4 votes

Pruitt Bridge


View from below

Photo provided by the Arkansas Highway & Transportation Department

BH Photo #100729


Street Views 


Through truss bridge over Buffalo River on AR 7
Newton County, Arkansas
Open to traffic
Future prospects
Scheduled for replacement 2020
Built 1931 by the Virginia Bridge & Iron Co.
- Fred Luttjohann of Topeka, Kansas
- Virginia Bridge & Iron Co. of Roanoke, Virginia [also known as Virginia Bridge Co.]
Pennsylvania through truss
Length of largest span: 160.1 ft.
Total length: 374.9 ft.
Deck width: 20.0 ft.
Vertical clearance above deck: 15.6 ft.
Posted to the National Register of Historic Places on April 9, 1990
Approximate latitude, longitude
+36.06121, -93.13802   (decimal degrees)
36°03'40" N, 93°08'17" W   (degrees°minutes'seconds")
Approximate UTM coordinates
15/487570/3990746 (zone/easting/northing)
Quadrangle map:
Average daily traffic (as of 2019)
Inventory numbers
AHTD 01689 (Arkansas Highway and Transportation Dept. bridge number)
NRHP 90000509 (National Register of Historic Places reference number)
AHTD 1689 (Arkansas Highway and Transportation Dept. bridge number)
BH 10470 (Bridgehunter.com ID)
Inspection report (as of September 2018)
Overall condition: Poor
Superstructure condition rating: Serious (3 out of 9)
Substructure condition rating: Satisfactory (6 out of 9)
Deck condition rating: Poor (4 out of 9)
Sufficiency rating: 30 (out of 100)
View more at BridgeReports.com

Update Log 

  • October 8, 2018: New photo from GT Comer
  • March 9, 2015: New Street View added by Tony Dillon
  • February 28, 2014: New photos from Jack Schmidt
  • January 2, 2010: Posted HAER photos
  • February 18, 2009: Updated by David Backlin: Scheduled for replacement
  • January 20, 2005: Added AHTD photos



Pruitt Bridge
Posted March 12, 2018, by Nathan Holth (webmaster [at] historicbridges [dot] org)

Yes, there was a bridge before this bridge per HAER documentation, but I am not sure what type it was. It was noted that the previous bridge was in good condition, the main reason it was replaced was its design load capacity was not high enough. So it is quite possible you found remnants of the previous bridge.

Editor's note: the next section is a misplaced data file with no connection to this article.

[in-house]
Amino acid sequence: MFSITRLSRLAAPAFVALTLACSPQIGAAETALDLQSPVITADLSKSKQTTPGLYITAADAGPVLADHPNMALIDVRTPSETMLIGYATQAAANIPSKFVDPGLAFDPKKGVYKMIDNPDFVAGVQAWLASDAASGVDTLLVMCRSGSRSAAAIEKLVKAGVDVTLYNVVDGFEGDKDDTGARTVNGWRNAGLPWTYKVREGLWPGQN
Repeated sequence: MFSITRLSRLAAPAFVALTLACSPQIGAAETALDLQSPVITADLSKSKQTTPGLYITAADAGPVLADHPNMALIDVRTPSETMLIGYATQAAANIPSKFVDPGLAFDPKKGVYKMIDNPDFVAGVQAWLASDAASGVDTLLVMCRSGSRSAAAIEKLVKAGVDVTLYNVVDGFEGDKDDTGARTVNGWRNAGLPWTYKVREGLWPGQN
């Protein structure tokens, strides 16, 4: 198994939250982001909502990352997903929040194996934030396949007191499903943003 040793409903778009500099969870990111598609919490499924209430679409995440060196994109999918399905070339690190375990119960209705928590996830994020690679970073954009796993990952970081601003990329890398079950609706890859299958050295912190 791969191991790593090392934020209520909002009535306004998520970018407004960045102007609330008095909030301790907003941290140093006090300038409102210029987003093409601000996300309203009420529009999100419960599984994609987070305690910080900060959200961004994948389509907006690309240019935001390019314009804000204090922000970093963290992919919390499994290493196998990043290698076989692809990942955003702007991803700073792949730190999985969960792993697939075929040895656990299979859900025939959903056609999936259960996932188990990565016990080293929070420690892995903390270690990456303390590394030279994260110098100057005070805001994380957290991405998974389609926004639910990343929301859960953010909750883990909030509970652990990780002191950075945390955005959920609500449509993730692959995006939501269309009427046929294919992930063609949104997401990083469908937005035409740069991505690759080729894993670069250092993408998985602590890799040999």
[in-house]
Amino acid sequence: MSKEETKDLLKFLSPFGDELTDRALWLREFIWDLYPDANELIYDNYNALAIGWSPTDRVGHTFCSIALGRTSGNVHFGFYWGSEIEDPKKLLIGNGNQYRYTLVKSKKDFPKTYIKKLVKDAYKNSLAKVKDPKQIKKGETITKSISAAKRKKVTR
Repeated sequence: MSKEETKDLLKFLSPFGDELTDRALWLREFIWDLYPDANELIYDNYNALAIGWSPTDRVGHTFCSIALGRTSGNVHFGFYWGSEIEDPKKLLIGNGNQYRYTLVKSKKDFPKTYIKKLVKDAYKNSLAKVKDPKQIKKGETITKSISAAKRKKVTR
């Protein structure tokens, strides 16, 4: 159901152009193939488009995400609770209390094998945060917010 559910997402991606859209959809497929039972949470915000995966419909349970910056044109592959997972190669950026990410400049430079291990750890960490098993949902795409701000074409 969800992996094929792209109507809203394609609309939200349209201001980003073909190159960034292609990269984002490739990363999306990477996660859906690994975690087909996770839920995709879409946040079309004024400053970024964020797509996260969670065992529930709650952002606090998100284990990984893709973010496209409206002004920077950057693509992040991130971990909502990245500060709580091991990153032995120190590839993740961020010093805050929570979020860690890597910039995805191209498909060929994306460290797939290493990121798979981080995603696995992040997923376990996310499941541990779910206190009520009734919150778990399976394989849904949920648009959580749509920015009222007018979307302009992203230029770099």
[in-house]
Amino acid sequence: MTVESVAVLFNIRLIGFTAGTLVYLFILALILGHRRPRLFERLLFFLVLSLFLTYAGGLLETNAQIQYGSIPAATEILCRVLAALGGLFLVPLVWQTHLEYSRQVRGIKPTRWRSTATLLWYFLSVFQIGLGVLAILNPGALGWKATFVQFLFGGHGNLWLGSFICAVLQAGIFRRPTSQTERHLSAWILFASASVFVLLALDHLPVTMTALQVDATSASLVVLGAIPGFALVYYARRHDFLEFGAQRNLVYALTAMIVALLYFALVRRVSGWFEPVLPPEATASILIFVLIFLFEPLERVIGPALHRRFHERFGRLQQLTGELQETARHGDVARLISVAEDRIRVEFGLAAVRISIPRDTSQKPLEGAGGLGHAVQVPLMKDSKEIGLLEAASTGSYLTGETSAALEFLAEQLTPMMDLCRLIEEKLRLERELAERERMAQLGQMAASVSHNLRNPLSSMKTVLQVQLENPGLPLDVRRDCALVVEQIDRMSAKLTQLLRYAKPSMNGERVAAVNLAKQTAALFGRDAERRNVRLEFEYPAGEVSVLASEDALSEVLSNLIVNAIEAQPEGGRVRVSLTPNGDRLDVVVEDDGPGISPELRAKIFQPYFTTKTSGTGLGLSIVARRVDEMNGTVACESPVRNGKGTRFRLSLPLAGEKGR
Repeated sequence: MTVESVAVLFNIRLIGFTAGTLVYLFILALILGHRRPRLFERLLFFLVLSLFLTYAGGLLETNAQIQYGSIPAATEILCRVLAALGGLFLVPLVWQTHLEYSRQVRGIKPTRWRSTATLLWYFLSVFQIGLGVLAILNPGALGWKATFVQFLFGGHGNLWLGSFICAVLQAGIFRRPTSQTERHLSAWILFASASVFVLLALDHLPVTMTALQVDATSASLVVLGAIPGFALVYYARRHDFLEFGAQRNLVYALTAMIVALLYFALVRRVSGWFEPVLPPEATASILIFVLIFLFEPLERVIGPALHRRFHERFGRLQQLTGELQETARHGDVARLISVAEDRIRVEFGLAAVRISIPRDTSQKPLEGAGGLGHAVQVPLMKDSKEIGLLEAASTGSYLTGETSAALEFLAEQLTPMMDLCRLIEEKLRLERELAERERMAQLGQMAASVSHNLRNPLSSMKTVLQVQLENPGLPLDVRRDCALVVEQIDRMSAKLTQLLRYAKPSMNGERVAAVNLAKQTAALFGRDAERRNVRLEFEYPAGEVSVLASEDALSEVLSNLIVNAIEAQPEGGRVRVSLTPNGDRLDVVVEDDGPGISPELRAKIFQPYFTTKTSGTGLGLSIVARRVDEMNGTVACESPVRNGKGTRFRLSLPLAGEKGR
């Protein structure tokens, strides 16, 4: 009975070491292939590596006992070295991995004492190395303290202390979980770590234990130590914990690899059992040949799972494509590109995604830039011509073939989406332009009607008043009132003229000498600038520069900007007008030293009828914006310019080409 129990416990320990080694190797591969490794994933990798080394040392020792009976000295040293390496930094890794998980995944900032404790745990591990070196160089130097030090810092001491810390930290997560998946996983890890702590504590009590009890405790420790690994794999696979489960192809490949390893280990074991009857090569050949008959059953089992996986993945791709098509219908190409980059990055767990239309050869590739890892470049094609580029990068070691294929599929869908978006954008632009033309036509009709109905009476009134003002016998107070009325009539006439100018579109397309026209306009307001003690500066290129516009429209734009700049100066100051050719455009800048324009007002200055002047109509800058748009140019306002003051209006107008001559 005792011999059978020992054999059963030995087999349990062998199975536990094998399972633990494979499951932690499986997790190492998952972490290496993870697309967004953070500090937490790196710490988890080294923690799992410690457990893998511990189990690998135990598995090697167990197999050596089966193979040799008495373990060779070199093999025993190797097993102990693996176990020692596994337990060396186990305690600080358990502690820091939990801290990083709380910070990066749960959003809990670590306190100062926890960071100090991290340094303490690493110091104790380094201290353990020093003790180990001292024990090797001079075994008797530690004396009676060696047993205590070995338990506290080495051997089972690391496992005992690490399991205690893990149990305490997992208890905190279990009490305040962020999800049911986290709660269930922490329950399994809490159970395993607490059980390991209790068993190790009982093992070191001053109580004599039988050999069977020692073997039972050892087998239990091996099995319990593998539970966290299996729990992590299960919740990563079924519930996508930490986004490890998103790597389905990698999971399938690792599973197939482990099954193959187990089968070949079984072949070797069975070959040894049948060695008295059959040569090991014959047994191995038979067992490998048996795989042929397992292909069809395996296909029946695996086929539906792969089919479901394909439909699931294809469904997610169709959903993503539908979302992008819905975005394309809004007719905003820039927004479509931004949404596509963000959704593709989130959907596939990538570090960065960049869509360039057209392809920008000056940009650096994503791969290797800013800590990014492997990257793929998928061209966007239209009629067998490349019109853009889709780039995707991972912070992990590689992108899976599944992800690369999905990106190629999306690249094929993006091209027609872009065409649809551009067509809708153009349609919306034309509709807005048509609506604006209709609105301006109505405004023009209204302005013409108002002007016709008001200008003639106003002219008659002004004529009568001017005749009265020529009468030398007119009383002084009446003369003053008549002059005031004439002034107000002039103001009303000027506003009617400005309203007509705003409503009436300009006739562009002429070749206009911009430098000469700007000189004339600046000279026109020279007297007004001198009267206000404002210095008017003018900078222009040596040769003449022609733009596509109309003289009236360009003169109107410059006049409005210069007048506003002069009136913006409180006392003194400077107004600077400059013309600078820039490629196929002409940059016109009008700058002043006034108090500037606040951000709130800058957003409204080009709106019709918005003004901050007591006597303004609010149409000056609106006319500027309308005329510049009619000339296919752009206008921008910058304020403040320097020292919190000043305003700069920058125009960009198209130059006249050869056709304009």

Pruitt Bridge
Posted March 12, 2018, by Joe (admin [at] jaspercomp [dot] com)

downstream of the current bridge, back in the woods on the opposite side of the river, there appears to be another base for a previous bridge...I know this one was built in 1931, but was there one before this? Pic attached.


Pruitt Bridge
Posted April 12, 2016, by David Backlin (us71 [at] cox [dot] net)

I have no idea.

Pruitt Bridge
Posted April 11, 2016, by Nathan Holth (webmaster [at] historicbridges [dot] org)

David, Do you know if a Section 106 Review has been conducted for this project?

Pruitt Bridge
Posted April 11, 2016, by Matt Lohry

Stupid. They try to make it sound as if they've put more than an extreme minimal amount of effort into maintaining it over its first 85 years in existence. I'm quite sure there isn't another bridge quite like this one to be found anywhere else either...

Pruitt Bridge
Posted April 11, 2016, by David Backlin (us71 [at] cox [dot] net)

AHTD is abandoning plane to save this bridge for a hiking trail citing the expense to maintain it.


Pruitt Bridge
Posted March 9, 2015, by Nathan Holth (webmaster [at] historicbridges [dot] org)

Very unique and fascinating bridge. HAER documentation provides good insight. My interpretation of the bridge taking into account images and HAER docs is:

Looking at the bridge at the ends of the through truss in Google Street View, note the pin, and also note the empty rivet holes, both at the pin connection and on the adjacent vertical. HAER documentation indicates this bridge was built as a thru truss using cantilever method, with the detail at the pin-connection functioning as a rigid riveted connection enabling construction of the main span via cantilever method thereby avoiding falsework. Afterwards, the riveted connection was removed (explains the empty rivet holes), the pin connection retained, so now the bridge functions as three simple truss spans, not continuous, not a cantilever. HAER docs note the bridge was designed in a day. If this is true, I would assume it was possible because there must have been a state standard Pennsylvania truss (and maybe Warren pony truss) plan that the engineer must have adapted.

Anyway, that's my best explanation based on info provided.

Pruitt Bridge
Posted March 9, 2015, by Tony Dillon (spansaver [at] hotmail [dot] com)

Very unusual configuration here... What do you make of this one Nathan Holth?

Pruitt Bridge
Posted February 17, 2009, by J Lance

This bridge is going to be replaced in the near future, but AHTD has worked out a deal with the Department of the Interior to preserve this bridge as a pedestrian bridge and to transfer ownership of the bridge to the Department of the Interior.